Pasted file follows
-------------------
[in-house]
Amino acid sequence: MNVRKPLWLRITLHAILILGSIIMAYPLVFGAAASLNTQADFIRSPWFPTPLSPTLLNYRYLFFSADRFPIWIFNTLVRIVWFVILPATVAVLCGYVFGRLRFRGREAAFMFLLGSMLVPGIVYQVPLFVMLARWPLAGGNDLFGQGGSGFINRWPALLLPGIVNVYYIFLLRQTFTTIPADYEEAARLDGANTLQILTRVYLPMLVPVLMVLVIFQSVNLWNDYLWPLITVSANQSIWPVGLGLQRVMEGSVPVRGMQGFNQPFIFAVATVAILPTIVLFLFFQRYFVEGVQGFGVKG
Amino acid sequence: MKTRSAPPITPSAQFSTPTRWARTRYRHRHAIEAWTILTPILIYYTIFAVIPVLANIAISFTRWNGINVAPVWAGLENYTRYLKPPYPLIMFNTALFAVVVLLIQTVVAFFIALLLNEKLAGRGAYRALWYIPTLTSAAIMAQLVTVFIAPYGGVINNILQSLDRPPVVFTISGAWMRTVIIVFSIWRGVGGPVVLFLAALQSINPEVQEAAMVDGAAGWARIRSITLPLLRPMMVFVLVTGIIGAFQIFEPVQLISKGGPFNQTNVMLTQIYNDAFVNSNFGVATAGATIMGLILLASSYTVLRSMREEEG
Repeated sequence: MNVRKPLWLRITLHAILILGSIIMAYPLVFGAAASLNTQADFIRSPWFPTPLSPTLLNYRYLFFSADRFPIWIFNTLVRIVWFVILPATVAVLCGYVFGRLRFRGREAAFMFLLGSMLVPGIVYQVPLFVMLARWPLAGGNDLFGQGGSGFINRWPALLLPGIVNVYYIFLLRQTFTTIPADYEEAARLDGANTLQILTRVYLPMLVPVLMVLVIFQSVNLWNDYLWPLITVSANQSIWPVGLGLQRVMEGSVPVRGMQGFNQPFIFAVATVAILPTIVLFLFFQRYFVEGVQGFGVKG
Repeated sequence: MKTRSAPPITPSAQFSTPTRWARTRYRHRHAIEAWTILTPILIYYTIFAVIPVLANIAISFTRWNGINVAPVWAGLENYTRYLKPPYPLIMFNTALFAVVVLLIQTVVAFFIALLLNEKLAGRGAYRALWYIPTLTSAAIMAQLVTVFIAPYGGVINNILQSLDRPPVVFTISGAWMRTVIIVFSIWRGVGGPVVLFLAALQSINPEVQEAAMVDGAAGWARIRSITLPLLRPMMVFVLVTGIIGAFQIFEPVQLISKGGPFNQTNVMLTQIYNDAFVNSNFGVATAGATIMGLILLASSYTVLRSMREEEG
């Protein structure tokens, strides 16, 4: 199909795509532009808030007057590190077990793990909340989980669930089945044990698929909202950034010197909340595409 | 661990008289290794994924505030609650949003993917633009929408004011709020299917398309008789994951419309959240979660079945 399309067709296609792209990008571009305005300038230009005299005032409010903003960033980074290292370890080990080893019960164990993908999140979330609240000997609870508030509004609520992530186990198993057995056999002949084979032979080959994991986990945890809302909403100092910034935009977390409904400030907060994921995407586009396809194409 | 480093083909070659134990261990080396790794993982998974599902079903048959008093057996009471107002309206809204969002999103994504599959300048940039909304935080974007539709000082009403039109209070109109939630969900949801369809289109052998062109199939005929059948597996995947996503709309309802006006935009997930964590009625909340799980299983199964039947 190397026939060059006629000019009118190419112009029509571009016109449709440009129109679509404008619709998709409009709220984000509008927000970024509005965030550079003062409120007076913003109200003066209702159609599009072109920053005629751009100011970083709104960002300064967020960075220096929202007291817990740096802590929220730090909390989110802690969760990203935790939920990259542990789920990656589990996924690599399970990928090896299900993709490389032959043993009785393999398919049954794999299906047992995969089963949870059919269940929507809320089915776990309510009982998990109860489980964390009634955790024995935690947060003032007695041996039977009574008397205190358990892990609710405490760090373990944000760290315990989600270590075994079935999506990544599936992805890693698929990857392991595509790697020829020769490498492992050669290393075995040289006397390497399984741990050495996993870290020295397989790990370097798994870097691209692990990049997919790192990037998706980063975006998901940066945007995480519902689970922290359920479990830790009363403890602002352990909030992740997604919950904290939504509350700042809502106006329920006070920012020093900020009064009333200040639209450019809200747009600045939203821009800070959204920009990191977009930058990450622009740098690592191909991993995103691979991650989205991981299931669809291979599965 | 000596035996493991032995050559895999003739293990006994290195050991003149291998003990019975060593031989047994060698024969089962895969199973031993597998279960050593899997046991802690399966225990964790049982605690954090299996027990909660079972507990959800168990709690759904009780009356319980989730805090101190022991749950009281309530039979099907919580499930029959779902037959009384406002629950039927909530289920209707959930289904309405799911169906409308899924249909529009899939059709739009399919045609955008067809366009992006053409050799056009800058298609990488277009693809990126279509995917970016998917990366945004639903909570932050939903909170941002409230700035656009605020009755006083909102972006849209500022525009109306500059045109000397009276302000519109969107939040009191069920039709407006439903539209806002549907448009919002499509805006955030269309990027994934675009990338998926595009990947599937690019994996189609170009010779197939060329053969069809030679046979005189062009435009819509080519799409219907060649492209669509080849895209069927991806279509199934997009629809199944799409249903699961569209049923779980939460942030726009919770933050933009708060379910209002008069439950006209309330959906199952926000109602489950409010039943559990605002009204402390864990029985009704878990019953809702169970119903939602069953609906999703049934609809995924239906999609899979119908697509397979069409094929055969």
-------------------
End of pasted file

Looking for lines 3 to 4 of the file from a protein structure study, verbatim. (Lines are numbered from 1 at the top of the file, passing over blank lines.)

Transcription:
Amino acid sequence: MKTRSAPPITPSAQFSTPTRWARTRYRHRHAIEAWTILTPILIYYTIFAVIPVLANIAISFTRWNGINVAPVWAGLENYTRYLKPPYPLIMFNTALFAVVVLLIQTVVAFFIALLLNEKLAGRGAYRALWYIPTLTSAAIMAQLVTVFIAPYGGVINNILQSLDRPPVVFTISGAWMRTVIIVFSIWRGVGGPVVLFLAALQSINPEVQEAAMVDGAAGWARIRSITLPLLRPMMVFVLVTGIIGAFQIFEPVQLISKGGPFNQTNVMLTQIYNDAFVNSNFGVATAGATIMGLILLASSYTVLRSMREEEG
Repeated sequence: MNVRKPLWLRITLHAILILGSIIMAYPLVFGAAASLNTQADFIRSPWFPTPLSPTLLNYRYLFFSADRFPIWIFNTLVRIVWFVILPATVAVLCGYVFGRLRFRGREAAFMFLLGSMLVPGIVYQVPLFVMLARWPLAGGNDLFGQGGSGFINRWPALLLPGIVNVYYIFLLRQTFTTIPADYEEAARLDGANTLQILTRVYLPMLVPVLMVLVIFQSVNLWNDYLWPLITVSANQSIWPVGLGLQRVMEGSVPVRGMQGFNQPFIFAVATVAILPTIVLFLFFQRYFVEGVQGFGVKG